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Only now, there is a new breed of applications that is fast challenging the hegemony of desktop software by delivering very usable functionality over the internet for a fraction of the cost. Oh, and of course, no more being tied down to one device, no more syncing, no more installing and no more backing up!
What it replaces: Any basic image editor
Why it rocks: Do you really need Photoshop to do basic edits to your photos? Pretty much most of the time, all you need is something basic that can let your crop, resize and rotate your images, and apply a few special effects while you're at it. Picnik lets you do all of this from within your browser, no install required! Best of all, if you've already got your photos on Picasa Web Albums, Flickr or Facebook, picnik can grab your photos from there, fix them and save them right back!
Also try: pixlr.com, photoshop.com
What it replaces: USB flash drives, local storage
Why it rocks: If you work across multiple computers, sharing and syncing files is such a pain. That is, if you haven't stumbled upon the effortless file synchronisation that Dropbox offers. Dropbox's basic premise is that you should have easy access to your files no matter what computer or device you have at hand. With versions for every major OS - Windows, Mac, Linux, iOS, Android, BlackBerry plus direct web access - Dropbox has you covered for free - at least for the first 2GB (with options for paid plans thereafter).
Also try: Windows Live Skydrive, Box.net
Zoho Office Suite
What it replaces: Microsoft Office
Why it rocks: They're your documents, so shouldn't they always be with *you*, instead of sitting on the home PC? That's the idea behind Zoho's Productivity Suite - all your documents available to you, wherever you are. Want to collaborate on that document/spreadsheet/presentation with friends and family? No problem! The offers plugins for Microsoft Office, letting you import Zoho docs into Word or Excel, and save them back online when you're done.
Also try: Office365
What it replaces: Tons of note-taking apps, pen-and-paper
Why it rocks: Remember Everything. Much like the elephant in Evernote's logo, the app is designed to help you take notes to remember things, whether it's the name of a restaurant, a screen shot of a website, or a song lyric. Its software - available for Android, iOS, Blackberry, Windows Phone 7, PC and Mac - lets you even scribble notes and capture images and then store them in the cloud, and by syncing to each of your devices, makes these notes readily available and searchable to you no matter which device you're using. And did I mention it also does handwriting recognition on your notes? Killer idea!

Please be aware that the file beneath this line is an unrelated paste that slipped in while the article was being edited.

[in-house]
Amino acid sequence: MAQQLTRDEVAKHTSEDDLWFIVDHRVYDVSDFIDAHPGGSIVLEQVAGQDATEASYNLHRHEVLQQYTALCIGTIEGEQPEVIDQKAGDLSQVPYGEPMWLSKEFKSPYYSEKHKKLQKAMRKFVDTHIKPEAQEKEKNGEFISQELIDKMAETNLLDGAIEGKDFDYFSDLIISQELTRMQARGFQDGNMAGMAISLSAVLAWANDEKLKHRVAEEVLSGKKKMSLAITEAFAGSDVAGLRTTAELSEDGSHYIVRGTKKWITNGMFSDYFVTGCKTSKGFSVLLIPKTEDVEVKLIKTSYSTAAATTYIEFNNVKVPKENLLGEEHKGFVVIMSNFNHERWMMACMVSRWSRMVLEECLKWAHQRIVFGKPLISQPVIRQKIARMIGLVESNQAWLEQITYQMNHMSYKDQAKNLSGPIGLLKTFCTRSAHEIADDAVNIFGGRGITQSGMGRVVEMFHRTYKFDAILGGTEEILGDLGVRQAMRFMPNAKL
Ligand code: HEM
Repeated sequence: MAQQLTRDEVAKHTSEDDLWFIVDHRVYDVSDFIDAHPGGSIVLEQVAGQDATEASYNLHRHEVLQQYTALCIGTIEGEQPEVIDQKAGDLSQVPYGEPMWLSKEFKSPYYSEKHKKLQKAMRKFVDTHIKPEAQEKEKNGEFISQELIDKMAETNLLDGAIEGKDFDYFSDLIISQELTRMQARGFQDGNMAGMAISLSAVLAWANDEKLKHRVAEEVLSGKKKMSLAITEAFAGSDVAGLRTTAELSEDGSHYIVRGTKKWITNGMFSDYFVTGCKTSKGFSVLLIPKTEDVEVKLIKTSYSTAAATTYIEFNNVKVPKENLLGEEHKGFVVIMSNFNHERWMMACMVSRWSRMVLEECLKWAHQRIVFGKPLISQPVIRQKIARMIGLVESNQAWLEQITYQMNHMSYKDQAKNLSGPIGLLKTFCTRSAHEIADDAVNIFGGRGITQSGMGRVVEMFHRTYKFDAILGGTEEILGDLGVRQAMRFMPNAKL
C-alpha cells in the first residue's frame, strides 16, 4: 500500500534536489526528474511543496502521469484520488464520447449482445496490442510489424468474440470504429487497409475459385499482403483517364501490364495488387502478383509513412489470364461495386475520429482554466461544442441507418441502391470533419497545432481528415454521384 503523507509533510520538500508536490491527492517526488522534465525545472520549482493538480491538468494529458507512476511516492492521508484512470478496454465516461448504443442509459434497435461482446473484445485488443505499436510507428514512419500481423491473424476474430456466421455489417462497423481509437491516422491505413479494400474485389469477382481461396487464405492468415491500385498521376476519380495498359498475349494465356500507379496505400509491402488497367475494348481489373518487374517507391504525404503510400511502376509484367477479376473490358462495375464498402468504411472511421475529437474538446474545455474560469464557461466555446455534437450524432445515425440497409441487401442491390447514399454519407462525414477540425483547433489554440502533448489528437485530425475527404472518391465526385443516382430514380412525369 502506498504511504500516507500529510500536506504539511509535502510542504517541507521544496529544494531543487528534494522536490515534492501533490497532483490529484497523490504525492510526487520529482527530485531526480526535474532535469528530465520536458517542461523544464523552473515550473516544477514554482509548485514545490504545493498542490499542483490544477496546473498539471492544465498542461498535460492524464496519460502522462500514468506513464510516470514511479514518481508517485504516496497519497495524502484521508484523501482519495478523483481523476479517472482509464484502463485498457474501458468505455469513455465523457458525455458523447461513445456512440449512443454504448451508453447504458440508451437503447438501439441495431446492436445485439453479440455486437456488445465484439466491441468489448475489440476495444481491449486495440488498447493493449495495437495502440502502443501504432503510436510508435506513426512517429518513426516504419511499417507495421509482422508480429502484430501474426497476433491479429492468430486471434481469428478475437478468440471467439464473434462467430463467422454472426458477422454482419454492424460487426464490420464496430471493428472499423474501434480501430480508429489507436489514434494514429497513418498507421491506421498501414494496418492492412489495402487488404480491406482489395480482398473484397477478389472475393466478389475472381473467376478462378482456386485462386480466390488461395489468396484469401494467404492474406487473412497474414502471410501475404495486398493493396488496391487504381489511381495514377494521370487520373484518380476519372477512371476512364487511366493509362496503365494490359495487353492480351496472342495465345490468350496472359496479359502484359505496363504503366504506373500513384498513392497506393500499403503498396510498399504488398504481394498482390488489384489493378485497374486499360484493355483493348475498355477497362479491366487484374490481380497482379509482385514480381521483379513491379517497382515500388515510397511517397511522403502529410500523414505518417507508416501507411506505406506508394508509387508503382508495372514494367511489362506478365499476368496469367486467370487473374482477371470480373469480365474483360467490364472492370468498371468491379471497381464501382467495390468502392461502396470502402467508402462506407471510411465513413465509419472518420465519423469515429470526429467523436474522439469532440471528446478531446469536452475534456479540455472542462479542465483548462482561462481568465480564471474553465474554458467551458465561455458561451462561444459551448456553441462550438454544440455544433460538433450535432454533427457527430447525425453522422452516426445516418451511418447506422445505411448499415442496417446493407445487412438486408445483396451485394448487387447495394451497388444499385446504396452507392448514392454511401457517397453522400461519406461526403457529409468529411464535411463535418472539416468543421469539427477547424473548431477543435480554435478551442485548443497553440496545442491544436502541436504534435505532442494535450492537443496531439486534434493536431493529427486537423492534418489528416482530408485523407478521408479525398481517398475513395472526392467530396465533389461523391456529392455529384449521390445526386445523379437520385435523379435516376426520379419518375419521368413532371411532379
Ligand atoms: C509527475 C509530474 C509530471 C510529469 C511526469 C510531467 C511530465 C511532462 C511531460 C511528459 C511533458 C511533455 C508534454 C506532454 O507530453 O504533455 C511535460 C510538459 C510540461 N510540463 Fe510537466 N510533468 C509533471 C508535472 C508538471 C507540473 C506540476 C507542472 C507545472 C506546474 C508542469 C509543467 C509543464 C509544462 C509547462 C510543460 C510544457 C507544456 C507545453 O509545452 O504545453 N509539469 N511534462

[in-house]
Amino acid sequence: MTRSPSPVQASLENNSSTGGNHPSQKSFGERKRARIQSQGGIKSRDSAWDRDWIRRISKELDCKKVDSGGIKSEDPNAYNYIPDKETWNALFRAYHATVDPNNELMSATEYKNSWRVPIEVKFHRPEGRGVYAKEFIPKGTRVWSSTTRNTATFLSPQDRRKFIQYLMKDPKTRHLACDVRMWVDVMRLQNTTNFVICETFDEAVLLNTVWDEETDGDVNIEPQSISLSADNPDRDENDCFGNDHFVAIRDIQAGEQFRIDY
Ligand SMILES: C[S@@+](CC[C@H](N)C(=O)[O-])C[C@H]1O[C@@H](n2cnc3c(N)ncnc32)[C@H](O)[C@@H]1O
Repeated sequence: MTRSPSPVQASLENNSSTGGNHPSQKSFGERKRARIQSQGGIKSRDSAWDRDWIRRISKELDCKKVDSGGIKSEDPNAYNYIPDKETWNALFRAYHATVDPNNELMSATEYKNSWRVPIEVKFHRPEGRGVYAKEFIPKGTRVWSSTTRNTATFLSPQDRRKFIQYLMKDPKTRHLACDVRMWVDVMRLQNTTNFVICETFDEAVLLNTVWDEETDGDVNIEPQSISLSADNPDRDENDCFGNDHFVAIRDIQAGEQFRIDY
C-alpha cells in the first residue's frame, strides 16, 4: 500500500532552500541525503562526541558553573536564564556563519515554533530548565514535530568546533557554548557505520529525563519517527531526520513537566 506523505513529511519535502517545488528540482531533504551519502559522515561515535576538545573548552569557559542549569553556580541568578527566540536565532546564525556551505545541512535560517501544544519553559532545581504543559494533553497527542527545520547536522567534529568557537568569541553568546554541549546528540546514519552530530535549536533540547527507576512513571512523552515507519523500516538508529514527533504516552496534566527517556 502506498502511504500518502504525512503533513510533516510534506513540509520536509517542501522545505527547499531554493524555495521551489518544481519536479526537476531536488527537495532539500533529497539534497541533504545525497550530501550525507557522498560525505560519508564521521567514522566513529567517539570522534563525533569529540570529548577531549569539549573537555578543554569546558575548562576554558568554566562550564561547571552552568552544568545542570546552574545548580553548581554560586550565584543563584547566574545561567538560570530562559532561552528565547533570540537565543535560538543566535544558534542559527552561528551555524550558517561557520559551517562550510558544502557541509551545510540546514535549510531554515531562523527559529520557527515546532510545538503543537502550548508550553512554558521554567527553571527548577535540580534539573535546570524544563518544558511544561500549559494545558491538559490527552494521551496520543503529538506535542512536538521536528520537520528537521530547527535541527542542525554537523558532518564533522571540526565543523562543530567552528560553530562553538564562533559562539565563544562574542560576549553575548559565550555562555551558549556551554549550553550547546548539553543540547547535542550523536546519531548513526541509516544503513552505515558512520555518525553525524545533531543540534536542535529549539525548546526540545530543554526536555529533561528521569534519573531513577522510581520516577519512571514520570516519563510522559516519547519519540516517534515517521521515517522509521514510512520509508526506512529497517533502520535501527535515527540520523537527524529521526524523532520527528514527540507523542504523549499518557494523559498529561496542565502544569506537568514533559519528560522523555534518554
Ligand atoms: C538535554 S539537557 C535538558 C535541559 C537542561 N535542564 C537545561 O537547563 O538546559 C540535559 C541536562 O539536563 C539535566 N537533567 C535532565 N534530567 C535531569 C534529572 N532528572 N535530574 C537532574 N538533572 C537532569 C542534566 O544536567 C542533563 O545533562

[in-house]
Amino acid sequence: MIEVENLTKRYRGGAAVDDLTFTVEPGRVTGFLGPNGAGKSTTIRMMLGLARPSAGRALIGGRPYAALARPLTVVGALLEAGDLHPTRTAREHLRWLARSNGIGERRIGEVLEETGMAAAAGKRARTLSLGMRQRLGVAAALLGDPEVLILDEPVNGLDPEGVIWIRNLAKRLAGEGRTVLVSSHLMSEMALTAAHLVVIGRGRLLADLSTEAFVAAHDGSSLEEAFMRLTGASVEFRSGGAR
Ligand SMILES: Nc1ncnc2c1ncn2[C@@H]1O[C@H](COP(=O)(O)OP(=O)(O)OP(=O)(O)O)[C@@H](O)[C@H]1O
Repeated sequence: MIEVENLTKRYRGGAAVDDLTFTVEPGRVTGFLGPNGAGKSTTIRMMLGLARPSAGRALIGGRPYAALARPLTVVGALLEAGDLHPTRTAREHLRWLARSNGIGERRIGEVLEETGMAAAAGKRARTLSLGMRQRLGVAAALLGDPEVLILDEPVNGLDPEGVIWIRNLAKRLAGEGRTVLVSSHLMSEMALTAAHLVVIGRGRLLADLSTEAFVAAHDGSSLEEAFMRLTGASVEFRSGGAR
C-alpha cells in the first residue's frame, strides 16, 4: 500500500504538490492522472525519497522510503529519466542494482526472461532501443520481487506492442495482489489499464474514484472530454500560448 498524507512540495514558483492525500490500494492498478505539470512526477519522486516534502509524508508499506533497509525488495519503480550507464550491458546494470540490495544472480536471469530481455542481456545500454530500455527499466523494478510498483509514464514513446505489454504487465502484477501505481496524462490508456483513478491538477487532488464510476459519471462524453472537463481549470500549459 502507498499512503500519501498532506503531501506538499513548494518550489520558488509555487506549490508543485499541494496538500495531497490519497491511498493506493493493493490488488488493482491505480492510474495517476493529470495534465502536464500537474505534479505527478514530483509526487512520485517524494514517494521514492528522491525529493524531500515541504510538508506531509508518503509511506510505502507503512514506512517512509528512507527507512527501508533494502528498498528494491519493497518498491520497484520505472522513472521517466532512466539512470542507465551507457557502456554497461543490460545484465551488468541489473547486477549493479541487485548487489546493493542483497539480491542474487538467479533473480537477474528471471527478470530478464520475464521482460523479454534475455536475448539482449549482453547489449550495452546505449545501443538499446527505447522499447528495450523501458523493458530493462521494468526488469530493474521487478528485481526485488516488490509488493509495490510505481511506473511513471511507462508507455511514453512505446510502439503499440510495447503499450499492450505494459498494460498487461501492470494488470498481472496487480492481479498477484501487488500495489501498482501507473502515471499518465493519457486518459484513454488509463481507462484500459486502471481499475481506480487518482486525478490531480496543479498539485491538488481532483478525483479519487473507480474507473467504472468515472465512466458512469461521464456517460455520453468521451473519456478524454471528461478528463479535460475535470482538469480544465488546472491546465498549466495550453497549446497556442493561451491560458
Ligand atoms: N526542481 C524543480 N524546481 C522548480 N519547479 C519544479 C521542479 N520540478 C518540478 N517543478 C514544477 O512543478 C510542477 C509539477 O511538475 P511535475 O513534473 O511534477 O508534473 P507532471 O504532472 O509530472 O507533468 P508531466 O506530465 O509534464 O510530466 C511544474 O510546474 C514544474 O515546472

Also try: Springpad, Simplenote
What it replaces: Clunky desktop e-mail, office, calendar apps
Why it rocks: I'd be remiss if I didn't underscore the importance of the Google Apps suite to cloud computing and consumers at large. With Gmail, we stopped worrying about e-mail backups and had the world's best search engine sift and search through our email. With the office suite, we could instantly edit a document attached in the email, and share it with collaborators without breaking a sweat. And with the calendar app, we ditched unwieldy corporate-ish scheduling apps in favor of a calendar that only needed a Gmail address to invite others to your events.
What it replaces: Backup and Restore (Windows), Time Machine (Mac)
Why it rocks: You diligently backup all your computer data, but what if a bigger catastrophe strikes, like a fire or a burglary? Worry no more if your data insurance policy is a MozyHome account. With MozyHome, you get 2 free GBs of automatic cloud backup, and $4.95 a month gets you unlimited space for worry-free cloud backup. Granted, it takes some time getting your key files up to the Mozy servers, but the peace of mind that follows is well worth it.
What it replaces: Dreamweaver and just about any other web-page authoring software
Why it rocks: There used to be a time when making web pages was a tedious job, even for basic needs such as getting a blog up and running. Even the fancy-pants software that would generate the code for you via a visual editor took time to learn. And then Wordpress came along, allowing you to set up a blog for yourself (or your dog) in a matter of minutes… without obfuscating it beyond the reach of the common man. Once you're familiar, there are a ton of themes and plug-ins that can achieve pretty much anything you might need to for an online presence. And it's free.
Also try: tumblr, blogger
What it replaces: A ton of collaboration apps
Why it rocks: Forget using different software within a project group and then expecting them to talk to each other. Try Hojoki instead - it's really a messaging system that looks an a mini-CRM software on steroids. All it does is build a stream of people with whom you're already sharing contacts, and lets you organize them into groups for collaborative projects. You can even use it as a task progress monitor, since all the activities that all of you share within that group are pipelined through the Hojoki stream to everyone in that group.
technocool at kanwar dot net